It's been a busy week and, even though I've been off work for a few days, I haven't had much time to relax - holidays seem to be the only time we can get work done around the house as we both work (I've always wondered how other people do it?) and my daughter is looking to be entertained constantly.

So for last nights dinner I went with a simple pasta disk which only took 20 minutes to make (with a marinade 30 minutes beforehand)

BBQ Chicken with Pasta in a White Cheese Sauce (without the BBQ unfortunately)
This should probably have a better name but that's life......I should point out at this stage that the BBQ sauce came out of a bottle - time isn't always a friend.  This blog is more for the quick, simple and tasty Pasta Sauce, perfect for a weekday dinner - I promise I will do proper BBQ during the summer - it's one of my personal favorite ways of cooking

Chicken - I marinated 2 chicken breasts in "Newmans Own Sticky Rib Sauce" for 30 minutes and then grilled for 15 minutes while making the pasta (all the time basting the chicken with the rib sauce)

Pasta -  Cook your favorite Pasta according to instructions


2) Ingredients for the Pasta Sauce
1/2 oz Butter
1/2 oz Flour
300ml Milk (I use low-fat 2%)
1 small to medium Red Onion (finely diced)
1 tsp Dijon Mustard
1/2 tsp Paprika
1oz Cheese grated (I use Mature/Sharp Cheddar)
Pinch of Salt and a few twists of fresh ground Black Pepper

P10100083) Making the sauce
Before you begin, heat a pan to medium and fry off the onions in a little oil for 5 minutes - This can be done beforehand but I would tend to start this when I start the Roux.

Now, first you need to make a Roux. This seems to frighten people but shouldn't - it's very simple and forms the basis of a number of classic sauces. 

a) Melt all the butter over a medium heat in a heavy bottom saucepan (a heavy bottom helps spread and maintain a constant heat and helps to prevent sticking and burning)
b) when the butter is melted add the flour, a heaped teaspoon at a time, whisking to incorporate all the flour before adding the next teaspoon - this needs to be done quite rapidly. 
c) when all the flour is incorporated, fry for 1 minute whisking continously (see above) - don't miss out on this step or the sauce will taste of raw flour - congratulations, you have just made a Roux.......

Once the Roux is made, start adding the milk a little at a time, whisking throughout to ensure no lumps (it may start a little lumpy but these will work out)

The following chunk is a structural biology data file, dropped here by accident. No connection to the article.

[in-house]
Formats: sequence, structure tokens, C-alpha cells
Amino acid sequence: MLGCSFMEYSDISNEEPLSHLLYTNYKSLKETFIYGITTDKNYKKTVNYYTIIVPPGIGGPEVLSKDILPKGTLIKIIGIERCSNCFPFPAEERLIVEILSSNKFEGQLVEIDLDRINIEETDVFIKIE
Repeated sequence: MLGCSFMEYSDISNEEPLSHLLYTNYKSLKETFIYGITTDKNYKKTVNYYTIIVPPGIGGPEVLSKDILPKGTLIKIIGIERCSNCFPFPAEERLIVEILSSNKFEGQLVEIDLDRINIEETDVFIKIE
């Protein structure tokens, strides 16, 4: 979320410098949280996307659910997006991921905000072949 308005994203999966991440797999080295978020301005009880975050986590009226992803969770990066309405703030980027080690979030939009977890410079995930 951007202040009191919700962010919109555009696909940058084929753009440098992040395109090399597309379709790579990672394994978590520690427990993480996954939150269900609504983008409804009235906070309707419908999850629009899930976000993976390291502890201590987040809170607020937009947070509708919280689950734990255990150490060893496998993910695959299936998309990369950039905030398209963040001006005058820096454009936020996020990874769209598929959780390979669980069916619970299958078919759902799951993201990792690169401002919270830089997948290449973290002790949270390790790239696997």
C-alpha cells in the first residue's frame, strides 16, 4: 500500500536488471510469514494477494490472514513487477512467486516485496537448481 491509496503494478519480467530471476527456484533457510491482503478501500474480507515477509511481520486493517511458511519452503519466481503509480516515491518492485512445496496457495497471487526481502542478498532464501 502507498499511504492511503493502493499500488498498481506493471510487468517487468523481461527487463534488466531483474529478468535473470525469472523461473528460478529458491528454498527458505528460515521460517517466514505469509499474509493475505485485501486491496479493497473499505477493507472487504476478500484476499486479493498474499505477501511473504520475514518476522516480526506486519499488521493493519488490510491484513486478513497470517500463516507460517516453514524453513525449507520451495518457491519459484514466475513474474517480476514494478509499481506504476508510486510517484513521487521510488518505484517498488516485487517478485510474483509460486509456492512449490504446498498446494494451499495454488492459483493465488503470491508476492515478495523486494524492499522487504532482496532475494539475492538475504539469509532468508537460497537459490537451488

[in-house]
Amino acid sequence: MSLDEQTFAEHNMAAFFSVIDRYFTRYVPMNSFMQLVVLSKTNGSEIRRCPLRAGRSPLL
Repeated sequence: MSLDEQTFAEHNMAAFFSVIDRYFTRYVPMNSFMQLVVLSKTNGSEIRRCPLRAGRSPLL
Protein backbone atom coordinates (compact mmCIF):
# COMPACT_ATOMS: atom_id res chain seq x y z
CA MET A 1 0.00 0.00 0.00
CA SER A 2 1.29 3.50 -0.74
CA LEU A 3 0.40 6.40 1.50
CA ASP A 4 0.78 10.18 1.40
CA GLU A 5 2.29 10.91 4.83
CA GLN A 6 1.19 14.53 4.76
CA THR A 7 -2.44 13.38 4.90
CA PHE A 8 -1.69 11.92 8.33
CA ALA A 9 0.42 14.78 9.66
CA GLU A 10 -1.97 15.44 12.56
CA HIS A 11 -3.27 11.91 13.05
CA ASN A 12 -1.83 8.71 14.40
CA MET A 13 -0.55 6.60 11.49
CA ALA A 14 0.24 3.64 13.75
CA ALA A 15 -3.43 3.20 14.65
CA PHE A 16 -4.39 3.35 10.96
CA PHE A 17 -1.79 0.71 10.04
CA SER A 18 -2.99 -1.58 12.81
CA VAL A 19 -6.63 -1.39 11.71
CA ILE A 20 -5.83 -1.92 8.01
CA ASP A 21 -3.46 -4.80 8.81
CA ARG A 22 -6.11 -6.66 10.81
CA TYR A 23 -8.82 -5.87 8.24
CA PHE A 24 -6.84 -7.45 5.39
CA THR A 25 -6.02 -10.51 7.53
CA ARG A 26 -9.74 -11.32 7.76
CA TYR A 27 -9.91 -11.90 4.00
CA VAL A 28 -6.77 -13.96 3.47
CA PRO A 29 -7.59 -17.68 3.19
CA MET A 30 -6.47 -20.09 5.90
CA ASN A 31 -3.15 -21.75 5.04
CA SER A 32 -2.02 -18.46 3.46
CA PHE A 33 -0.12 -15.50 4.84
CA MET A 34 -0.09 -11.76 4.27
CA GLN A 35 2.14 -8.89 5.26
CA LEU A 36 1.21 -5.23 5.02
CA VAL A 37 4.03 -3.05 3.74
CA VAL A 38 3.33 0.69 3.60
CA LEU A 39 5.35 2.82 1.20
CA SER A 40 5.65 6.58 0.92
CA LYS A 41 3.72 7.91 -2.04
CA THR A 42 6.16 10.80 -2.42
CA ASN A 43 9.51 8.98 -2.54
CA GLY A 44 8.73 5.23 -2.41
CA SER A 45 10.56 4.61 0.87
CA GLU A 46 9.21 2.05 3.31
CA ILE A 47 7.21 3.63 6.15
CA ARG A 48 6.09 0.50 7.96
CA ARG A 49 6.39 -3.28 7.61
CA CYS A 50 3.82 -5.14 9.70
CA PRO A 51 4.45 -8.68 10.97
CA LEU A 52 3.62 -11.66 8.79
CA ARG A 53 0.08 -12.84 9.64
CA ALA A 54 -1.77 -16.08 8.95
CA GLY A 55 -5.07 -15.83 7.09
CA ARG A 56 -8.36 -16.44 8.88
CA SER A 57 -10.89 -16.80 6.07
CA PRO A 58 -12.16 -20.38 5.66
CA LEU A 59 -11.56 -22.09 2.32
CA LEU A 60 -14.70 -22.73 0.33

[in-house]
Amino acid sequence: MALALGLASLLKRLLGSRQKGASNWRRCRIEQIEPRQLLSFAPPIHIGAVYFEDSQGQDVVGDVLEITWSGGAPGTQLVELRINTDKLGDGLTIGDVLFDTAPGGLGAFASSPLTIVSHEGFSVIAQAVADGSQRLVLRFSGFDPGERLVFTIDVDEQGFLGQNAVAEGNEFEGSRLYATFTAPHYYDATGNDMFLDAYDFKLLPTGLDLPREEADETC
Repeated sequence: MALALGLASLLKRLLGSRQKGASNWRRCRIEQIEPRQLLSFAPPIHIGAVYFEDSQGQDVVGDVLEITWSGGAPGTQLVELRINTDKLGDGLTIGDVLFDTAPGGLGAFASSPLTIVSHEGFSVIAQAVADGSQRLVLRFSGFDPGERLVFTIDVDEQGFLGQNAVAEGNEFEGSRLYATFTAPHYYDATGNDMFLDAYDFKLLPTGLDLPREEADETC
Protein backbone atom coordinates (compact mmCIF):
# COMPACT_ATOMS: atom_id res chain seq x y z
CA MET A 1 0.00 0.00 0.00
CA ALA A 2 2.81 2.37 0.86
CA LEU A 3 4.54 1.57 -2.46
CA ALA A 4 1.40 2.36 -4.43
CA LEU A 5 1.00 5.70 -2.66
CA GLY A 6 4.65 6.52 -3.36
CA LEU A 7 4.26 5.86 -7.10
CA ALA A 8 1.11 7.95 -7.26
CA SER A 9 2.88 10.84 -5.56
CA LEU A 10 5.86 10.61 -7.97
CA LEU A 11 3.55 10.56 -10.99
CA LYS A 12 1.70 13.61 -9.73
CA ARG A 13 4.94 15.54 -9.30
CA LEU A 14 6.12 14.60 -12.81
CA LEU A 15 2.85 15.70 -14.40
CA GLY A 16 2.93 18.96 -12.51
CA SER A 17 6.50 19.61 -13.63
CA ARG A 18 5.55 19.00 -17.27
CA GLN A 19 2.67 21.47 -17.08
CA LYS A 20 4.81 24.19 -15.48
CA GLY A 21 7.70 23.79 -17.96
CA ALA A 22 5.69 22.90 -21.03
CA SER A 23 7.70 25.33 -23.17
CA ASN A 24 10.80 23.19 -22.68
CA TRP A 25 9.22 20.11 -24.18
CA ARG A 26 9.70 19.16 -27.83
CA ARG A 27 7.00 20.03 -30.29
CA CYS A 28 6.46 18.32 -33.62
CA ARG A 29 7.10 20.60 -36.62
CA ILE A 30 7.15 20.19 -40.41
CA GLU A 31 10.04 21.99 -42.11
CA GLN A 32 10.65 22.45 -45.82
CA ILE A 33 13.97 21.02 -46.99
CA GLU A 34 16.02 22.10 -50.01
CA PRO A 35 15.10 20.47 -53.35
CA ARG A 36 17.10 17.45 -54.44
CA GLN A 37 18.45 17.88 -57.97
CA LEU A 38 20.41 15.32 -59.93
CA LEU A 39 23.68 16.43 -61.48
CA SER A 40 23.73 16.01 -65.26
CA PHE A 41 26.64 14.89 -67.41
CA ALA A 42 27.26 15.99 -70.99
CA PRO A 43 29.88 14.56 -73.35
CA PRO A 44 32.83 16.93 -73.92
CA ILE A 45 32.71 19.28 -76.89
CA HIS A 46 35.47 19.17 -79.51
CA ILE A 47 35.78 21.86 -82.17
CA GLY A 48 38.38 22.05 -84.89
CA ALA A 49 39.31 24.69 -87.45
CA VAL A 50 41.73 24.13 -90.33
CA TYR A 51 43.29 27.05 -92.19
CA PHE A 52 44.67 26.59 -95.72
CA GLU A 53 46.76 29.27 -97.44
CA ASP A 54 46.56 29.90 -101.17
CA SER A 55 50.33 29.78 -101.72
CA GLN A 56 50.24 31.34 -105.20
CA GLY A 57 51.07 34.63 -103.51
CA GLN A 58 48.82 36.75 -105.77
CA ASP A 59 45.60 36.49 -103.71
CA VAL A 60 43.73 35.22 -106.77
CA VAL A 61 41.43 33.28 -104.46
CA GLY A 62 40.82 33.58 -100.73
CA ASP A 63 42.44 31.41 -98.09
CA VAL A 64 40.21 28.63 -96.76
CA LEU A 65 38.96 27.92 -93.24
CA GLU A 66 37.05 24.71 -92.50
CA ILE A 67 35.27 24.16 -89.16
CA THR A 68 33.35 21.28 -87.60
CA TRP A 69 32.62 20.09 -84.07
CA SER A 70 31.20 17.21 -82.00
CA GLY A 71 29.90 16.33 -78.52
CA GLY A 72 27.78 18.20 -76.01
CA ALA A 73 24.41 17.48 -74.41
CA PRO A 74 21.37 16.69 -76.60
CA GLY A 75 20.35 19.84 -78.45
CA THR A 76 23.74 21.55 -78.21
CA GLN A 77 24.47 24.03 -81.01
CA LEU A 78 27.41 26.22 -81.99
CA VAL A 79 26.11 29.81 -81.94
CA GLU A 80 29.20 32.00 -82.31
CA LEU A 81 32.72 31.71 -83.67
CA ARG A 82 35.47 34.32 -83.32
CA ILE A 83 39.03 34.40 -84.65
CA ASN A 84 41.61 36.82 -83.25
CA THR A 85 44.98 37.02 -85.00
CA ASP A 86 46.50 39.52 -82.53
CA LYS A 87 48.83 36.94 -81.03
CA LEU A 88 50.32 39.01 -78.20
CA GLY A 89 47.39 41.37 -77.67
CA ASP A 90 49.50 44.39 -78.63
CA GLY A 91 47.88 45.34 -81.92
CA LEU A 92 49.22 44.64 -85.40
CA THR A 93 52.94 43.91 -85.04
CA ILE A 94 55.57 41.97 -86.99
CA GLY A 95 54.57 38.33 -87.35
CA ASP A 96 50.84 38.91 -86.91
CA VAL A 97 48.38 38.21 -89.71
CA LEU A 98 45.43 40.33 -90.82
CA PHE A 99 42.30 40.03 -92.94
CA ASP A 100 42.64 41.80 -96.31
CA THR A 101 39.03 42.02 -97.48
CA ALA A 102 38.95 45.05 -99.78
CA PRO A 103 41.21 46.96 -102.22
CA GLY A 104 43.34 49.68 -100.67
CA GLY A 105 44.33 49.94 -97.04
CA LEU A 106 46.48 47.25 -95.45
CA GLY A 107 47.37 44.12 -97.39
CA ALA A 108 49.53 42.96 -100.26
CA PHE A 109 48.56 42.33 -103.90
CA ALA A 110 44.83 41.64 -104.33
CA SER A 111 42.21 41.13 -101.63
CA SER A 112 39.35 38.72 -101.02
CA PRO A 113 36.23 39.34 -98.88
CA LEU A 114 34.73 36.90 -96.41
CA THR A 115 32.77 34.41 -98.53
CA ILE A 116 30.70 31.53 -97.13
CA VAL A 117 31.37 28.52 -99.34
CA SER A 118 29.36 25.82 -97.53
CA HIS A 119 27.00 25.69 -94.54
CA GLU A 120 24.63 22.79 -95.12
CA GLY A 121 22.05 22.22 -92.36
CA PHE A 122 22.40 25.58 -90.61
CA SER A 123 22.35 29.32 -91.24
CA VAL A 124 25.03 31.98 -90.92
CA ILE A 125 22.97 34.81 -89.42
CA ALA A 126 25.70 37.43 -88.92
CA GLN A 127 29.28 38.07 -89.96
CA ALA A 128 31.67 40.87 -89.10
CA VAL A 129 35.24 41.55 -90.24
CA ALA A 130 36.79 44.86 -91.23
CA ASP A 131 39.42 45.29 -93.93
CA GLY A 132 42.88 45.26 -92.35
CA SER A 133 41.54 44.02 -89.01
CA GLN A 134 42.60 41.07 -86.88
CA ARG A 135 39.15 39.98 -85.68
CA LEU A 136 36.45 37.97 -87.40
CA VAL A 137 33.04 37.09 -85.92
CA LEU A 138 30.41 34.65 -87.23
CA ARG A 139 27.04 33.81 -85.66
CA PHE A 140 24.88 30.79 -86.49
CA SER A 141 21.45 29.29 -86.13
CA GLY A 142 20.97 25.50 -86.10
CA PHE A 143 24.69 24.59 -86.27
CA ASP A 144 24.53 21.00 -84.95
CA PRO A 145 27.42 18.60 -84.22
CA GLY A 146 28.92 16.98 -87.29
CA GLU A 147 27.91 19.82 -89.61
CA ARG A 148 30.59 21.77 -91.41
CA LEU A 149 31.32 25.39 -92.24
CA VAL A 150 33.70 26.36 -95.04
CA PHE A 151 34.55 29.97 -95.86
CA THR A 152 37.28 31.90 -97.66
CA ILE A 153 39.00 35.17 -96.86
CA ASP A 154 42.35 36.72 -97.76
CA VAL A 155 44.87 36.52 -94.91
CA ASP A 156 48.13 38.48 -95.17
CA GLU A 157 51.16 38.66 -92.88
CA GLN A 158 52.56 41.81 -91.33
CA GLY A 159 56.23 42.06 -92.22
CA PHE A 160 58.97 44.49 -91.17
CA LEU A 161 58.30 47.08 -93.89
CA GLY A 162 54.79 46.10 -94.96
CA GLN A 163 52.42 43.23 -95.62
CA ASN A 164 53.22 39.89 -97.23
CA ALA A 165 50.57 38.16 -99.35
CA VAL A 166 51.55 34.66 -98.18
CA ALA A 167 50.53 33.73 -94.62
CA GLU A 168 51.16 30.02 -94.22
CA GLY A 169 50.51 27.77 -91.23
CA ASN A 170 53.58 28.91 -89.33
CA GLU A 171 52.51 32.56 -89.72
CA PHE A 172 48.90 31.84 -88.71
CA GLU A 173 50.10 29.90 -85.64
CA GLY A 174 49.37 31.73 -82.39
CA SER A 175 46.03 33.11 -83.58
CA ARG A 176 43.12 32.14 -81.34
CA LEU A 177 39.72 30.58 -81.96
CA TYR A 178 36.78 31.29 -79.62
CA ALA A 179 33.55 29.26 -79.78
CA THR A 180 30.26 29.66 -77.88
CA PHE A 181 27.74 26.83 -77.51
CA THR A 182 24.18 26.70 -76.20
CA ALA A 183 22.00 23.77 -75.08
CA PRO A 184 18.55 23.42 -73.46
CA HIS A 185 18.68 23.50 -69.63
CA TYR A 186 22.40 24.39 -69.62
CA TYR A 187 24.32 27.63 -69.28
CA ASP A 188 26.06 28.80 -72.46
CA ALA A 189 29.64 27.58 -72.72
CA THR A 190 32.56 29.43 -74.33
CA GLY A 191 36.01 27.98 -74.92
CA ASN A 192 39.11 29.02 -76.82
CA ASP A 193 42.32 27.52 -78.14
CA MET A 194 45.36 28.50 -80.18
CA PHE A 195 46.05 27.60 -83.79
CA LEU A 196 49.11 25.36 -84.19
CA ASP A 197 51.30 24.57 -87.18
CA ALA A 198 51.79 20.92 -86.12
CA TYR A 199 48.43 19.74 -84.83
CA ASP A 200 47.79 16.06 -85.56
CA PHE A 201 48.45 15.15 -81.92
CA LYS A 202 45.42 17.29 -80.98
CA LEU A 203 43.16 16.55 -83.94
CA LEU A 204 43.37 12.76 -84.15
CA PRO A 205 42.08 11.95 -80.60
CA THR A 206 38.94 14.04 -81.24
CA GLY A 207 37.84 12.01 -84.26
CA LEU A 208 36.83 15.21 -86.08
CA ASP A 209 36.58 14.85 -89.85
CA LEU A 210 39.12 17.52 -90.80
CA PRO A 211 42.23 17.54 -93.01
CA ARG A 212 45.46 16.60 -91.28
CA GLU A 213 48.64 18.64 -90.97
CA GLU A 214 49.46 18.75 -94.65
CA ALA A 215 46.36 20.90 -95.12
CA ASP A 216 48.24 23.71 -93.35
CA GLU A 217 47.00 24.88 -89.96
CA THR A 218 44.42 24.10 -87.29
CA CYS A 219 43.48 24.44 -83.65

Add the Dijon Mustard and Paprika along with the salt and pepper to the sauce and continue to whisk.  At first it will be quite liquid but as the sauce heats up you will start to notice it begin to thicken. 

At the point you begin to notice it thicken there is only three or so minute to go - the sauce thickens much faster at this stage
The cheese gets added just before serving - add in in small amounts and stir for a few seconds whilst it melts.  You may not meed the full amount depending on the type of cheese used and it's strength so add to taste - Note that the cheese also adds to the thickening process.

Pour over the drained Pasta and serve with the Chicken.
I added a salad and french bread for texture.

The Basic White Sauce is Butter, Flour, Milk and Pepper/Salt - This is a great base to experiment with, be it Curry Powder and Coriander for an Indian twist, Fresh Herbs and Scallions/Spring onions or Shallots or Cayenne Pepper, Red Bell Pepper and White Onion for a Southern Feel.

Mixing the sauce with leftover Turkey and Ham can be used to fill Vol au Vent cases which served with rice makes a great way to use leftovers.  Look up white roux sauces for inspiration and have a go - let me know if you get any great mixes and I'll include them here.

'till next time

The Old Fella

Sunday, March 28, 2010

First Ever Blog

For years now I've been looking at cookery programs and reading books in an attempt to better my skills and abilities. Until recently, I have hardly been inspired by the pompous "gourmet" food I saw - does anybody actually make this type of food for daily meals?